Serial homology of appendages as seen in a stomatopod. From left to right appendages are: antennule, antenna, mandible, first and second maxillae, first through fifth maxillipeds, 3 walking legs, 5 pleopods with pinkish gills, and uropod.
It has been suggested that arthropods, and likewise crustaceans, have survived and even thrived in all habitats and modes of living because of the versatility made possible by serial homology. Serial homology is the adaptation of a series of similar organs to have different functions. Crustacean appendages have adapted to function in sensing their environment, defending against predators, swimming, walking, grasping, transferring sperm, generating water movement, and in gas exchange.
Generalized biramous crustacean appendage. Image used with permission from Karen Osborn, UC Berkeley.
In the simplest condition, each segment of a crustacean posesses one pair of biramous appendages (see image, left). A biramous appendage is one that has two branches. Crustacean biramous appendages have a basal or first portion referred to as the protopod. (Proto means first or early, like prototype, and pod means foot, so protopodite means the first part of the foot). As you move away from the body on a biramous appendage you find a branch on the outside, the exopod (exo means outer), and a branch on the inside, the endopod (endo means inner). Sometimes the protopod has additional outgrowths besides the exo- and endopodites. These additional outgrowths are called epipods and endites depending on their location. In some crustacean groups appendages have large, flattened exopods, endopods, epipodites, and endites. Appendages with all of these outgrowths are called phyllopodus appendages and are found in several of the more ancient or primitive crustacean groups such as the Phyllocarida, Branchiopoda, and Cephalocarida.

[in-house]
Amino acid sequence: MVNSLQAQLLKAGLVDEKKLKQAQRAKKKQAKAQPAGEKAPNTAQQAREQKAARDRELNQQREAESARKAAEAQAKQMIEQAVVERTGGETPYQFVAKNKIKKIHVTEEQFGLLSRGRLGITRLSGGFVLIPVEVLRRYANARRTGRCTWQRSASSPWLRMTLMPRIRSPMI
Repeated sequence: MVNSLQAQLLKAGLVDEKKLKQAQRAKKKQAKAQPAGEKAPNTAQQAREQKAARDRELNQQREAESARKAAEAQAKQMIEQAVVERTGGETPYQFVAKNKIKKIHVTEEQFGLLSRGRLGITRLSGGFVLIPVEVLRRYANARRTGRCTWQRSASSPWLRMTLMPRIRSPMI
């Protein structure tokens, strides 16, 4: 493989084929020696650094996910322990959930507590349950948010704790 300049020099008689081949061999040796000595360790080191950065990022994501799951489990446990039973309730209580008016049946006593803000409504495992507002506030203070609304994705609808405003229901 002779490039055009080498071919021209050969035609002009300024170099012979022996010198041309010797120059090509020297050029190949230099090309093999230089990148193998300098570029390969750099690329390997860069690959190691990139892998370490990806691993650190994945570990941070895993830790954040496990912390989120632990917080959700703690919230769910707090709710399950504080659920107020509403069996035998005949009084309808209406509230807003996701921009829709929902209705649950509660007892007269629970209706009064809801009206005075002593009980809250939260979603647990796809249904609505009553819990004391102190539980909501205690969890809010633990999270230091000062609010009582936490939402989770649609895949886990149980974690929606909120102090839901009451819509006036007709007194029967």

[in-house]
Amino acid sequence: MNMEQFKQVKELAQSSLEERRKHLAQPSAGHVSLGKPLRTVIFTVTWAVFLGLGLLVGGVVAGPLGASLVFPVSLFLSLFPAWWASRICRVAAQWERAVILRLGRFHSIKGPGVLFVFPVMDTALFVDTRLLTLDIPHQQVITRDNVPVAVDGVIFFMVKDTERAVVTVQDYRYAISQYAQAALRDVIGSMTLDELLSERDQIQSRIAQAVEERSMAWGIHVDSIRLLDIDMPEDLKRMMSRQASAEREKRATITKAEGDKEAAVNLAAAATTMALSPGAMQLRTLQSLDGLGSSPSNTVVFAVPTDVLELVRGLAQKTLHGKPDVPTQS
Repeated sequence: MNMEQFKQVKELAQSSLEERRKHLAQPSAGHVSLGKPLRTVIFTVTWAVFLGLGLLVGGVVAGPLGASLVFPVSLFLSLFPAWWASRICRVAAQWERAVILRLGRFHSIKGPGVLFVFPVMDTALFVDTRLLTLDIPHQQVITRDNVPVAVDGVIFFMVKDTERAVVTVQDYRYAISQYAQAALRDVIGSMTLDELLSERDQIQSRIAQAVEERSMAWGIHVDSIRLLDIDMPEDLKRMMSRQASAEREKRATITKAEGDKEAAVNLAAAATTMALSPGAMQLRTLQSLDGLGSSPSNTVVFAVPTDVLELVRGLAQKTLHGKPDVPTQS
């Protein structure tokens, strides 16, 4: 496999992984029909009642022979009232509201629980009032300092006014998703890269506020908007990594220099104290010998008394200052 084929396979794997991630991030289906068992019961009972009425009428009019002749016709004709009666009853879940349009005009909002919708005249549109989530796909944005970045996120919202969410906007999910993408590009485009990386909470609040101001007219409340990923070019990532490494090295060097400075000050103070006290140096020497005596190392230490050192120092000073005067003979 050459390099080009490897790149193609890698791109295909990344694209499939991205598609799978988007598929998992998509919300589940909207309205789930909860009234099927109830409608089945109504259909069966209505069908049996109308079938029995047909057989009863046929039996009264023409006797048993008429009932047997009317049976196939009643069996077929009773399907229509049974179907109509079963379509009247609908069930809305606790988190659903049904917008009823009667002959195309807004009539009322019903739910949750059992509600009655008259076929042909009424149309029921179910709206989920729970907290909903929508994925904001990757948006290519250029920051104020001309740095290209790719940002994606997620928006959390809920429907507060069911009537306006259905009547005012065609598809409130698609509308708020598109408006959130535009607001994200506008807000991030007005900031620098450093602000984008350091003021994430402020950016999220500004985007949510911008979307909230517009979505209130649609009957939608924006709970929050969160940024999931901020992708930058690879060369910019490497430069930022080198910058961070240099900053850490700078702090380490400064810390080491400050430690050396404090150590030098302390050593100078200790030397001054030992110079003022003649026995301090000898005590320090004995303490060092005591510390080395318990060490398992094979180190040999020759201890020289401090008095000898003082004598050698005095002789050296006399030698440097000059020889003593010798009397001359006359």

Crustaceans are generally grouped by the number of segments they possess in each body region (head, thorax, and abdomen). The only appendages that all crustaceans have in common is two pairs of antennae. All others vary depending on the group. These differences in number of segments and function of appendages are used to distinguish between crustacean groups. In this table we summarize the names given to appendages of different functions, the sequence in which they generally appear on the body, and the region of the body they are found.
|Name||Region||Function||Comments||Other names used|
|Mandible||head||crushing or grinding food items||jaw|
|Maxillae||head||chewing and shredding food items||1 or 2 pairs||acessory jaws|
|Maxilliped||thorax||manipulating food items||0-3 pairs|
|Pereopod||thorax||walking, clinging||as many as 5 pairs||walking legs|
|Pleopod||abdomen||respiration, swimming, holding offspring||natapods, swimmerettes|
|Uropod||telson (last abd. segment)||protection, escape||tail fan|